The most powerful signal a page can send to search engines is it’s unique identifier or URL. Since the URL automatically includes your domain name, which should be keyword- or brand- centric, you should complete it with the top one or two words the identify what is on the page.
For example, if I have a bed and breakfast called Kirsten’s Inn with a domain name of www.kirstensinn.com I can use URLs within the site to guide search engines and users alike.
URL1: www.kirstensinn.com/p2riss21qx vs.
While the first URL is gobblydygook that calls out where the page can be found, it doesn’t give a human or a search engine any insight into what this page is about. The second URL instead makes it obvious that you can find pricing details on this page, making it easier and faster for people to find what they want. Most modern content management systems allow you to control your URL with simple editors that give you control over the properties of your web pages.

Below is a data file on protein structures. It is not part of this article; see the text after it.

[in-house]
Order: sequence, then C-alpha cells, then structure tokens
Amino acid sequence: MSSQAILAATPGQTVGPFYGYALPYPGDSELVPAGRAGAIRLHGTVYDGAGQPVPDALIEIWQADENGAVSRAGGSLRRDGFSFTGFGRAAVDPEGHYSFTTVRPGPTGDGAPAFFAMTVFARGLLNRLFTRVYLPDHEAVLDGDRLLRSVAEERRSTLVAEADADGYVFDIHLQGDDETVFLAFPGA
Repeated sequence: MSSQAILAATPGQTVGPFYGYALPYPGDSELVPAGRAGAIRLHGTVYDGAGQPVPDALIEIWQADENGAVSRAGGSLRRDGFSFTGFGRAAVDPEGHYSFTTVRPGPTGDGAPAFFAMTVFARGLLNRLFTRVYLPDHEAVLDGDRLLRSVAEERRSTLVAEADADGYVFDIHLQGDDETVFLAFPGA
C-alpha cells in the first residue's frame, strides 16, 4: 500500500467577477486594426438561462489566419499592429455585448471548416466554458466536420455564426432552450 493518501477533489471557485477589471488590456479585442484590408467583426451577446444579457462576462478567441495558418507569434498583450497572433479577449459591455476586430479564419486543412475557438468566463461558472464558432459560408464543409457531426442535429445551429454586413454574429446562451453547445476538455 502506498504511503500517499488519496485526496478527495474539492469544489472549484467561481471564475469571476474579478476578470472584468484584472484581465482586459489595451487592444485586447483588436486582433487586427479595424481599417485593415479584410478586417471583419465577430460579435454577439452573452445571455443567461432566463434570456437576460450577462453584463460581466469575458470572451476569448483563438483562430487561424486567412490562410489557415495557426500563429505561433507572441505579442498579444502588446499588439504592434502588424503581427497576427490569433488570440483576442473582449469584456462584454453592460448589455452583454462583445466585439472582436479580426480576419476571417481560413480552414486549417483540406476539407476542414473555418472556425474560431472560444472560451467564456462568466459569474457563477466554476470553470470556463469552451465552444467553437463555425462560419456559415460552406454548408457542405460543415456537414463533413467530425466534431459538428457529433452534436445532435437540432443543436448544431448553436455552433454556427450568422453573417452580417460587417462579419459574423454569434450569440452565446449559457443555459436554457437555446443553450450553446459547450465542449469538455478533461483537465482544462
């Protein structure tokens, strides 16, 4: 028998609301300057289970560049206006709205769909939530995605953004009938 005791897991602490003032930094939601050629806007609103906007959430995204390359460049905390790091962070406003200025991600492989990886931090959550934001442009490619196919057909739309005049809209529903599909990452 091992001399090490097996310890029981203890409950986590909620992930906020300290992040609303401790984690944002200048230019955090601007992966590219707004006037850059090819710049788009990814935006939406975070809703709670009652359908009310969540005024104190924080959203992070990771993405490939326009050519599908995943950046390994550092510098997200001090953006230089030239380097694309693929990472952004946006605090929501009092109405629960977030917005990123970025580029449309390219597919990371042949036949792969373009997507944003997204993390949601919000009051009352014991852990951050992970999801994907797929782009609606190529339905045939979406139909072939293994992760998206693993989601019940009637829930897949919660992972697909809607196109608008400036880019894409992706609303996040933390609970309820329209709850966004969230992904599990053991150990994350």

Second only to URL is your page title. This is the block of text that shows up in the top of a browser window anytime someone clicks on the URL.
Many companies make the mistake of wasting their page title by repeating their brand name and generic descriptors when, in fact, you have a chance of improving your SEO with this small snippet.
Using the same example, let’s suppose that Kirsten’s Inn has a page about our gourmet breakfasts. What do you think about these two page titles?
PAGE TITLE 1: Kirsten’s Inn Breakfast vs.
PAGE TITLE 2: Gourmet Full Breakfast Included, Fresh Menu Daily
With the second page title, my inn has the chance to rank well on terms like 'Gourmet' and 'Breakfast' or 'Full Breakfast' which travelers might be entering into search engines.
Just like headings and bolded text in books or on menus, headers on a web page provide visual and contextual clues to your readers about the content that follows. These headers let a reader skim the page to get to the content they value. For that reason, search engines weigh header text more than the remaining content on your page.
But just because some bolded words look like a "heading" to humans doesn't mean they look that way to the search engines. There is a special way to "tag" words on your pages so they look like headings to search engines when they crawl your page. Most modern CMSs will let you format your text to look like a header to the search engines. So, when writing headings for your pages, use target keywords and keep the headings as short as possible so that your target keywords get maximum weight.